In 1997, Children's Hospital of Philadelphia (CHOP), the University of Pennsylvania, and State Farm Insurance Mutual Automobile Insurance Company joined forces to create Partners for Child Passenger Safety (PCPS), a unique industry/academic research partnership with the goal of providing the nation's only large-scale child-focused crash surveillance data system.
PCPS applied CIRP’s interdisciplinary research-to-action approach to studying injuries from many perspectives to determine the most effective ways to improve child safety in motor vehicle crashes (MVCs). For more than a decade, PCPS informed new product development, test protocols and federal motor vehicle safety standards, public education and curricula, policy, and medical practice to improve child restraint use and advance the safety of children in MVCs. PCPS research has set the global standard in child occupant protection knowledge.
After proving its validity and usefulness, PCPS concluded data collection December 31, 2007.
State Farm auto insurance claims served to identify crashes involving children. With appropriate consent and security safeguards in place, information was transferred to CHOP for telephone interviews and in-depth crash investigations.
With policyholder consent, information was forwarded electronically from State Farm headquarters to the research team at CHOP. Data was manually selected for on-site crash investigations and automatically selected for detailed telephone interviews. These interviews gave researchers a comprehensive view of the range of crash and injury severity, while detailed crash investigations provided them with information to help determine why children are injured in crashes.
As of December 31, 2007, when State Farm ended its data collection, more than 875,000 children involved in 600,000 crashes reported to State Farm were enrolled in the study. PCPS researchers had conducted 33,000 in-depth interviews, and analyzed over 800 on-site investigations.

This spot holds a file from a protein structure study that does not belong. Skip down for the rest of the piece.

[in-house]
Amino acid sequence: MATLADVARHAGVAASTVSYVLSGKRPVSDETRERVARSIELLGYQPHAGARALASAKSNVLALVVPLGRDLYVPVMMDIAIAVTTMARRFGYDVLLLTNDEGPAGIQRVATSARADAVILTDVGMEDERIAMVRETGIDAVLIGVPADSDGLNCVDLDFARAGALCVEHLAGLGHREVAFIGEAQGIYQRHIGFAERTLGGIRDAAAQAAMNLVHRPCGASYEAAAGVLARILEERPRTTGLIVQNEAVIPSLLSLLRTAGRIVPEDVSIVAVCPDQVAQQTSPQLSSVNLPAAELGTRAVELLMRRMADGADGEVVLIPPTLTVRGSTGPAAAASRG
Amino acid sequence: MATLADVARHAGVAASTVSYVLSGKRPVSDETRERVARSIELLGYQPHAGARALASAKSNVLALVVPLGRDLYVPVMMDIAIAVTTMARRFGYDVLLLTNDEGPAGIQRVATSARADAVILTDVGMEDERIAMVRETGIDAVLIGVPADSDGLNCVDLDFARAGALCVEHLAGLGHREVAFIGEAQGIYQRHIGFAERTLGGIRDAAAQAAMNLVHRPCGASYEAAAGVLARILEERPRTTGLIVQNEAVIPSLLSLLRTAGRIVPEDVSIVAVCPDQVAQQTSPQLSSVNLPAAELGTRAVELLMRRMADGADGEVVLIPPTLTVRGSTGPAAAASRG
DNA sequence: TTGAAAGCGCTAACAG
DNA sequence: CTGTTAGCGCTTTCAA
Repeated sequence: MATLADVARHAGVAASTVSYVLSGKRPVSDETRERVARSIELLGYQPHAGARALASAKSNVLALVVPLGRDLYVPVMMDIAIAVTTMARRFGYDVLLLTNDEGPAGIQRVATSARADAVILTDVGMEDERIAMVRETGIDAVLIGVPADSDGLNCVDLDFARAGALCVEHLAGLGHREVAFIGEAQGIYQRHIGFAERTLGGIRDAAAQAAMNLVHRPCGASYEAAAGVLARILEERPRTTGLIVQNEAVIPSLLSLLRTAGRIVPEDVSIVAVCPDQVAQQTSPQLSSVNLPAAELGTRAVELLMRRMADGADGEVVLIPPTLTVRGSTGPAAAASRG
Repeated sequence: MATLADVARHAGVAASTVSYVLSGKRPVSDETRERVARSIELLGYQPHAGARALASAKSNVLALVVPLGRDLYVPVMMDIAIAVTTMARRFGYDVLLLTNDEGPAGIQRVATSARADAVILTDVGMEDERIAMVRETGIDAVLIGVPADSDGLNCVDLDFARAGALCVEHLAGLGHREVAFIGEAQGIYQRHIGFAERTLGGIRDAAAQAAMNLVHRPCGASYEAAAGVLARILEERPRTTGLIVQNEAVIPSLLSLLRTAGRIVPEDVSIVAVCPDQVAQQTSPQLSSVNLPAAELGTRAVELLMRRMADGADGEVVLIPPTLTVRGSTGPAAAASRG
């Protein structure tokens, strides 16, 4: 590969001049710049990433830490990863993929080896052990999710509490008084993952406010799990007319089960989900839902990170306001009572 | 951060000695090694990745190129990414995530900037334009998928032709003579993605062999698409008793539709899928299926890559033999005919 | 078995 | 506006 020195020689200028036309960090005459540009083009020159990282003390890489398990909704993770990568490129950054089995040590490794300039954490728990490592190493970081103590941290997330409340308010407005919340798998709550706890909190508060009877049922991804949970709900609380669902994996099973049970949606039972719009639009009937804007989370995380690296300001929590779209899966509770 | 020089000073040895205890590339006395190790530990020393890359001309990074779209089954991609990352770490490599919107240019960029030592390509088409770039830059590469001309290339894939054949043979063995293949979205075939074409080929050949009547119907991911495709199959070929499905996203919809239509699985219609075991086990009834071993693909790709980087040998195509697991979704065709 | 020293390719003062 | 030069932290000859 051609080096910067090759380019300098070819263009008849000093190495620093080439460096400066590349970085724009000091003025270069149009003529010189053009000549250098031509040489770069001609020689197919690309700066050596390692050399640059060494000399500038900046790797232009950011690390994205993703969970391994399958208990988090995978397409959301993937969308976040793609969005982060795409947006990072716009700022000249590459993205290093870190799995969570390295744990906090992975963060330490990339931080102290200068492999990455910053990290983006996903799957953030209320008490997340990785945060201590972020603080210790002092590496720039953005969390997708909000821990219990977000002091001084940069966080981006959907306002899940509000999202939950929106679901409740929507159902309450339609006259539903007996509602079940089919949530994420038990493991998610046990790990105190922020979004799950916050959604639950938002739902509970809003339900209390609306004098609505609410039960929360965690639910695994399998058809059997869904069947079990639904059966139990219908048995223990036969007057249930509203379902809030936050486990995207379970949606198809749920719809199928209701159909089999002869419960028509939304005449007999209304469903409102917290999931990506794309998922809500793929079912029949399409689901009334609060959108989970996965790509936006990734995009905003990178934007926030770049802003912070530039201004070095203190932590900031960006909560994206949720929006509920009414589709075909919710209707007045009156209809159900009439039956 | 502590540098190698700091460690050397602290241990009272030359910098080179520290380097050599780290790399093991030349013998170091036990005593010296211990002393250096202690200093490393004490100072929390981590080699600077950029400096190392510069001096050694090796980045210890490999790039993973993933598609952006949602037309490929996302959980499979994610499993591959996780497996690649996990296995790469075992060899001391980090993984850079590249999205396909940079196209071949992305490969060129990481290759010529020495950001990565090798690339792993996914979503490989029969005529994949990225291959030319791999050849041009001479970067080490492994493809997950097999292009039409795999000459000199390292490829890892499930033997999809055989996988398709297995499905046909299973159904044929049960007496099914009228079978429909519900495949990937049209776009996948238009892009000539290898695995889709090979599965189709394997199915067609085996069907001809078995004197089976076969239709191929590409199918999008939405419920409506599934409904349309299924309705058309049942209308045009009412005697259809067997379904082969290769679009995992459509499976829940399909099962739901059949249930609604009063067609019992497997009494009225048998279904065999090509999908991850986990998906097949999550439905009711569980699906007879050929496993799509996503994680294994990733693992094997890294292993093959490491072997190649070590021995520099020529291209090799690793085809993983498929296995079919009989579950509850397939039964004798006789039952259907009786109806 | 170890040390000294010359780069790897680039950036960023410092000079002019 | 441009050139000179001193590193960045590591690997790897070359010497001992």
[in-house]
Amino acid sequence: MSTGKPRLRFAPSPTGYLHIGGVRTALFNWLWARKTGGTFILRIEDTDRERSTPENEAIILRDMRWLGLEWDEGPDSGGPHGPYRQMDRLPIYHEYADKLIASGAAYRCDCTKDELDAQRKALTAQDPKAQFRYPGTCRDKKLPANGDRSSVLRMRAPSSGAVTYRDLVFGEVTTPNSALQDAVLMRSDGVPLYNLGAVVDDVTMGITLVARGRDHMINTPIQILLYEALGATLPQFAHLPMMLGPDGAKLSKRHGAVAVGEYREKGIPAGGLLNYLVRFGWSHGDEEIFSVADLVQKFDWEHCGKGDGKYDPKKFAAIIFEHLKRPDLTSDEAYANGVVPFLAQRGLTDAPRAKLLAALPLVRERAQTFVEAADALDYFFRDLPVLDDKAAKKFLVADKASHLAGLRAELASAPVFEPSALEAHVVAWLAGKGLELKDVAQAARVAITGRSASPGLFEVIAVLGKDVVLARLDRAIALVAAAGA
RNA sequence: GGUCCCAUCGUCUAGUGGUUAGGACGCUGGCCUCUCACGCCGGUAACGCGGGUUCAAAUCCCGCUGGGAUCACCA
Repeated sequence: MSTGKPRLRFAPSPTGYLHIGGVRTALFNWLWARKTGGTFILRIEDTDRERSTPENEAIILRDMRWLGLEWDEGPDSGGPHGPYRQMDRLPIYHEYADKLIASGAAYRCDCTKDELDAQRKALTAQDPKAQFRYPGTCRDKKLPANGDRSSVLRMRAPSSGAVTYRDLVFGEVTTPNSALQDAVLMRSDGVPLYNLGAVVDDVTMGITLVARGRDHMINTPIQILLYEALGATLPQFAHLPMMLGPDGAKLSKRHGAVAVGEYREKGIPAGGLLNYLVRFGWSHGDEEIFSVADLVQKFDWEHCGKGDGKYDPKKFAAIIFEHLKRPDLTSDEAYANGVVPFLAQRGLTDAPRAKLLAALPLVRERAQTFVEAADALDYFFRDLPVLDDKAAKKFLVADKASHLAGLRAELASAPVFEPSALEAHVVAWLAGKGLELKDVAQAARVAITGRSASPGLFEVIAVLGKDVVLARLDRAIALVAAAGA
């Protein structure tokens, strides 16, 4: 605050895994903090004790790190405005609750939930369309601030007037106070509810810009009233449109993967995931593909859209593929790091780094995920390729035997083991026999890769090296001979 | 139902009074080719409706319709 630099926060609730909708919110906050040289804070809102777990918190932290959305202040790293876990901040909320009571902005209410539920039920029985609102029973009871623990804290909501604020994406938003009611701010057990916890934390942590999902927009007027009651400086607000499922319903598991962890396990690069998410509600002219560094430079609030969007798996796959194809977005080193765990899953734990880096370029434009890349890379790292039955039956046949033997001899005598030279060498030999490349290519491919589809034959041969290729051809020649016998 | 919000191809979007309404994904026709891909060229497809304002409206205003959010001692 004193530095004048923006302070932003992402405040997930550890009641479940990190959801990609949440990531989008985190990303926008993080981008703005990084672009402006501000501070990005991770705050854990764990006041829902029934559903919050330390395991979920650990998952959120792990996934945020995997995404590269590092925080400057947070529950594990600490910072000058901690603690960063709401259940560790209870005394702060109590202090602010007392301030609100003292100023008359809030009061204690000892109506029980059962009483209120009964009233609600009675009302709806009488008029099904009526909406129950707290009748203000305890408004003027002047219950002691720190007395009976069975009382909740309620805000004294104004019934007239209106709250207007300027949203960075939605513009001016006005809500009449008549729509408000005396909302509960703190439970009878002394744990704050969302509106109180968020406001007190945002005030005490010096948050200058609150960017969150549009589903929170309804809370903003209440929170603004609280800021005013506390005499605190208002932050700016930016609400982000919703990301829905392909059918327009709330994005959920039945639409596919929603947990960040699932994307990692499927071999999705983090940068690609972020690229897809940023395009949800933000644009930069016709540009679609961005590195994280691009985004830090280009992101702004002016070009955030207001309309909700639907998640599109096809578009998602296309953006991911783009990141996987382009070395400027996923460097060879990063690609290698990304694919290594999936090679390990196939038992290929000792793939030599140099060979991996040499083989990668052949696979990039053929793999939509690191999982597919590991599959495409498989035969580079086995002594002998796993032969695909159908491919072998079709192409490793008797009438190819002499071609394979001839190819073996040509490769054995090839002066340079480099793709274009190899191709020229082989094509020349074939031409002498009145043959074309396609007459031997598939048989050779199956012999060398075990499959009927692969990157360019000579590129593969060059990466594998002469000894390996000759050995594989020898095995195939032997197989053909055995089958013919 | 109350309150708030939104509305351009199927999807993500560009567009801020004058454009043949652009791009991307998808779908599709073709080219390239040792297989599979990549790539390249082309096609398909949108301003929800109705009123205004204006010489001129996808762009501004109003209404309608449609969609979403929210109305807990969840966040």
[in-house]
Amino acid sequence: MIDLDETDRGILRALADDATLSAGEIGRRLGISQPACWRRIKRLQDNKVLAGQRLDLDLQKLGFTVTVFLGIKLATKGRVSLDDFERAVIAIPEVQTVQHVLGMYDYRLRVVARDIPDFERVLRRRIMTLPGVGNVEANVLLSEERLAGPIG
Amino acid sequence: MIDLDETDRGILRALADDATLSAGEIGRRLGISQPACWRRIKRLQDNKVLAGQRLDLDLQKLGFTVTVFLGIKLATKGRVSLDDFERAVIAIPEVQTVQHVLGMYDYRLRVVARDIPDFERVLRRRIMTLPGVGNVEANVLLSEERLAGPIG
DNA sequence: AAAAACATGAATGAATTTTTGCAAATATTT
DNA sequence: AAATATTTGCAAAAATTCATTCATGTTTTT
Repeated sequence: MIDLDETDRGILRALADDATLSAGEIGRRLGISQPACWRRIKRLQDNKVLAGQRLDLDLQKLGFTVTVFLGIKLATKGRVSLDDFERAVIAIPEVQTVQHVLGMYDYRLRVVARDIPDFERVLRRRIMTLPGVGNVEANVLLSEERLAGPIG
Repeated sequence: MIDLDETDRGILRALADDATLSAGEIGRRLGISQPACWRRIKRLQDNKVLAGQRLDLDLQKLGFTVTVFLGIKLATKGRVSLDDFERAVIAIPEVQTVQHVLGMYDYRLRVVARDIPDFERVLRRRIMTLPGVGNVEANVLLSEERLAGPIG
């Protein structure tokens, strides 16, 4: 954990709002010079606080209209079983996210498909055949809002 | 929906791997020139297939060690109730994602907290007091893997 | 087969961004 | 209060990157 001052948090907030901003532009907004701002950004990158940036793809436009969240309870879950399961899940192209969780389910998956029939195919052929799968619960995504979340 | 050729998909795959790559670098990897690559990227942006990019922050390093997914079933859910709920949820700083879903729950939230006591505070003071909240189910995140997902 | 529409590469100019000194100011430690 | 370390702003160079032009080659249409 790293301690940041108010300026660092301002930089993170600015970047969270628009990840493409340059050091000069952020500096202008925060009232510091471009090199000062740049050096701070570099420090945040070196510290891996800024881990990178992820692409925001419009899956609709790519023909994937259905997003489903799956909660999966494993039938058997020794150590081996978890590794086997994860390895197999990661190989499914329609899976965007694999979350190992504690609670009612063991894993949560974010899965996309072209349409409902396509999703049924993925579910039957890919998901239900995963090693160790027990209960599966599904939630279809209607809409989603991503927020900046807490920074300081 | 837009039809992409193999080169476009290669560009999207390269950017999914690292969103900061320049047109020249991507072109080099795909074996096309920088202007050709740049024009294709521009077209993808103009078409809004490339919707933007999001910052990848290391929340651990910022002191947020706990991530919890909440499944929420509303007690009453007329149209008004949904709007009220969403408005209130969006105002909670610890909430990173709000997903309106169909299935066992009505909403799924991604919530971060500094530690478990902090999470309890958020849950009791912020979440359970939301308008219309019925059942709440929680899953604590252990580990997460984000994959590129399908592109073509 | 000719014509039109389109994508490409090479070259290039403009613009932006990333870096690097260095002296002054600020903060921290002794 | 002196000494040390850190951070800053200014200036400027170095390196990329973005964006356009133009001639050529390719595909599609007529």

- Read about validation of the PCPS crash surveillance system
- Read about development and validation of parent reported injury severity survey instrument
Our Research in Action
One of PCPS' first research findings, published in 1998, found that the majority of children ages 3 to 8 were not properly restrained in child restraints or booster seats. Instead, they were placed in vehicle seat belts, which are designed for adults, not children. Soon after, the effect of this behavior on injury risk was quantified by researchers using PCPS data. The researchers found that seat-belted children ages 2 to 5 were 3 ½ times as likely to be injured in crashes as those placed in child restraints and booster seats.
Sharing these findings on child restraint use with CPS organizations that, in turn, promoted age-appropriate restraint for young children, quickly increased the level of booster seat use in the US. Moreover, educational and legislative interventions brought about by PCPS research have dramatically increased the number of children who now use child safety seats and booster seats. Between 1999 and 2007, child restraint use (including booster seats) among 4- to 8-year-olds increased from 15 percent to 63 percent. Child restraint use for all children through age 8 rose from 51 percent in 1999 to 78 percent in 2007.
This PCPS line of research illustrates the research-to-action cycle that is at the center of every project undertaken at CIRP, from identifying the problem to developing evidence-based interventions.
Between 1998 and 2011, PCPS researchers published more than 80 peer-reviewed scientific papers in more than 20 journals and presented at hundreds of academic, advocacy and governmental meetings around the world. They summarized their findings in a series of 15 reports that included prolific statistics, in-depth analysis, and suggested action points for change. These publications and lectures have often set the context and priorities for child occupant protection efforts.
Education and Advocacy Tools
We are constantly seeking new ways to develop helpful tools for advocates, educators, healthcare professionals, and legislators that are based on the latest research. Visit our library to download interactive videos, annual reports, state-by-state fact sheets, and more.